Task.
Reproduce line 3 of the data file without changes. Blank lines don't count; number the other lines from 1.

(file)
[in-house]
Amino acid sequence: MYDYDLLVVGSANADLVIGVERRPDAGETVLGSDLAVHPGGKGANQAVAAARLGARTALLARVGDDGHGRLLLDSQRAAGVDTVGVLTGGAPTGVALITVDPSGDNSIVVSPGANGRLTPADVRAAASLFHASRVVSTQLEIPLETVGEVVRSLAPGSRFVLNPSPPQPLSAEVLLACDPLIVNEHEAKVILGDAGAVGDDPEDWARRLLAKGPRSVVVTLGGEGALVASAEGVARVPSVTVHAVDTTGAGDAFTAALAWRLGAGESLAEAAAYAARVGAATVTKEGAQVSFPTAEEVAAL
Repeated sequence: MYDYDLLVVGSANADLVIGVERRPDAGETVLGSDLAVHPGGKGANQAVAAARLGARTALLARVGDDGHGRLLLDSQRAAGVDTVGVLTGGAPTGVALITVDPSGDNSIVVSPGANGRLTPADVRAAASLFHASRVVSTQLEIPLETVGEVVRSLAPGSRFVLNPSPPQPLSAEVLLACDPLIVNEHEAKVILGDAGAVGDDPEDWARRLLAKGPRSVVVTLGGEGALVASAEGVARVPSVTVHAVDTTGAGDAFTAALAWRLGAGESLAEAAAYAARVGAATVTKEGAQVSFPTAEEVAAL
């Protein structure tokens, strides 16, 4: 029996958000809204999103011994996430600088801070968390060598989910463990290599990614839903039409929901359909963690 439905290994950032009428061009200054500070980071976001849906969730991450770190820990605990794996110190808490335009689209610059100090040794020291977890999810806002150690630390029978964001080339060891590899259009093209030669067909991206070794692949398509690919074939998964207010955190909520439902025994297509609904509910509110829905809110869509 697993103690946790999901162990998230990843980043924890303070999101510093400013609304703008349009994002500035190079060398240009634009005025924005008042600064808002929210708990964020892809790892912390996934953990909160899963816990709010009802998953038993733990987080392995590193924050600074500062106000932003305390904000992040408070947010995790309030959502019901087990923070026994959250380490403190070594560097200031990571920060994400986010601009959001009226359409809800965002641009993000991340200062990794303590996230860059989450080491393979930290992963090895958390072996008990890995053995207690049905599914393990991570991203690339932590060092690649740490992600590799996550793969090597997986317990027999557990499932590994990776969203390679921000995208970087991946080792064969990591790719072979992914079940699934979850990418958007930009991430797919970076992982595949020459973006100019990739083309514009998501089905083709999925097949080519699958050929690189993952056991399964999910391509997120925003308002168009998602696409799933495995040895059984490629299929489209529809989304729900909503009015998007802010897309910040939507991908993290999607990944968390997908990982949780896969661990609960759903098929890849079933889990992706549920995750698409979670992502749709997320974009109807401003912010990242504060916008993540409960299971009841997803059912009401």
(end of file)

Repeated sequence: MYDYDLLVVGSANADLVIGVERRPDAGETVLGSDLAVHPGGKGANQAVAAARLGARTALLARVGDDGHGRLLLDSQRAAGVDTVGVLTGGAPTGVALITVDPSGDNSIVVSPGANGRLTPADVRAAASLFHASRVVSTQLEIPLETVGEVVRSLAPGSRFVLNPSPPQPLSAEVLLACDPLIVNEHEAKVILGDAGAVGDDPEDWARRLLAKGPRSVVVTLGGEGALVASAEGVARVPSVTVHAVDTTGAGDAFTAALAWRLGAGESLAEAAAYAARVGAATVTKEGAQVSFPTAEEVAAL